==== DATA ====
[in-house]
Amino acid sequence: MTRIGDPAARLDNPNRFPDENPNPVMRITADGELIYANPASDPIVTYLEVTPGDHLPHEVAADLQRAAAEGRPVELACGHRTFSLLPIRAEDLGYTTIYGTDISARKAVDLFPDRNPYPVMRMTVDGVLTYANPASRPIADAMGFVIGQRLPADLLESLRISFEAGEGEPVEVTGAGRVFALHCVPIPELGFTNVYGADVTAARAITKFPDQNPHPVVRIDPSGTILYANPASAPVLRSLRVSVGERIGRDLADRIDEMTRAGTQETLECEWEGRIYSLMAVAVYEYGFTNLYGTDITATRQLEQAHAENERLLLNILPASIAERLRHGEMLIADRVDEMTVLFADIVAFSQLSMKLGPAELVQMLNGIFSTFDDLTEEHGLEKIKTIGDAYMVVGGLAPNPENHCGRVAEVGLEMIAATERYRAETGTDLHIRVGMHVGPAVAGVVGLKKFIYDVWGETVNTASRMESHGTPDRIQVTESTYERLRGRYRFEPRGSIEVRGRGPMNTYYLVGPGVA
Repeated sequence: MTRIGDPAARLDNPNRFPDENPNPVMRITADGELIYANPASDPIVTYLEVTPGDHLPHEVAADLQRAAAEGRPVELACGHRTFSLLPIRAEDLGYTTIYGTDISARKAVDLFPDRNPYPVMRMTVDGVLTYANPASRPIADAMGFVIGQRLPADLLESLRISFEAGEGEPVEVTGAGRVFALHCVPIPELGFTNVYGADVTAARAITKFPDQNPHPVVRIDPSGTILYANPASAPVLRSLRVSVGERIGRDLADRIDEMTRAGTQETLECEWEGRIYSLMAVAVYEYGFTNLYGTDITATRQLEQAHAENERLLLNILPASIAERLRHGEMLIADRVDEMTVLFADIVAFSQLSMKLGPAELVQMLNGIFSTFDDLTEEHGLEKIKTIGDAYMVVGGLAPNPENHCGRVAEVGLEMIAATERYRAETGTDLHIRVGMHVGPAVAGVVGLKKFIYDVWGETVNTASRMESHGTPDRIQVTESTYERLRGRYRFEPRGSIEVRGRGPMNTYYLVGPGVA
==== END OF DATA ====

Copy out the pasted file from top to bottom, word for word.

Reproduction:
[in-house]
Amino acid sequence: MTRIGDPAARLDNPNRFPDENPNPVMRITADGELIYANPASDPIVTYLEVTPGDHLPHEVAADLQRAAAEGRPVELACGHRTFSLLPIRAEDLGYTTIYGTDISARKAVDLFPDRNPYPVMRMTVDGVLTYANPASRPIADAMGFVIGQRLPADLLESLRISFEAGEGEPVEVTGAGRVFALHCVPIPELGFTNVYGADVTAARAITKFPDQNPHPVVRIDPSGTILYANPASAPVLRSLRVSVGERIGRDLADRIDEMTRAGTQETLECEWEGRIYSLMAVAVYEYGFTNLYGTDITATRQLEQAHAENERLLLNILPASIAERLRHGEMLIADRVDEMTVLFADIVAFSQLSMKLGPAELVQMLNGIFSTFDDLTEEHGLEKIKTIGDAYMVVGGLAPNPENHCGRVAEVGLEMIAATERYRAETGTDLHIRVGMHVGPAVAGVVGLKKFIYDVWGETVNTASRMESHGTPDRIQVTESTYERLRGRYRFEPRGSIEVRGRGPMNTYYLVGPGVA
Repeated sequence: MTRIGDPAARLDNPNRFPDENPNPVMRITADGELIYANPASDPIVTYLEVTPGDHLPHEVAADLQRAAAEGRPVELACGHRTFSLLPIRAEDLGYTTIYGTDISARKAVDLFPDRNPYPVMRMTVDGVLTYANPASRPIADAMGFVIGQRLPADLLESLRISFEAGEGEPVEVTGAGRVFALHCVPIPELGFTNVYGADVTAARAITKFPDQNPHPVVRIDPSGTILYANPASAPVLRSLRVSVGERIGRDLADRIDEMTRAGTQETLECEWEGRIYSLMAVAVYEYGFTNLYGTDITATRQLEQAHAENERLLLNILPASIAERLRHGEMLIADRVDEMTVLFADIVAFSQLSMKLGPAELVQMLNGIFSTFDDLTEEHGLEKIKTIGDAYMVVGGLAPNPENHCGRVAEVGLEMIAATERYRAETGTDLHIRVGMHVGPAVAGVVGLKKFIYDVWGETVNTASRMESHGTPDRIQVTESTYERLRGRYRFEPRGSIEVRGRGPMNTYYLVGPGVA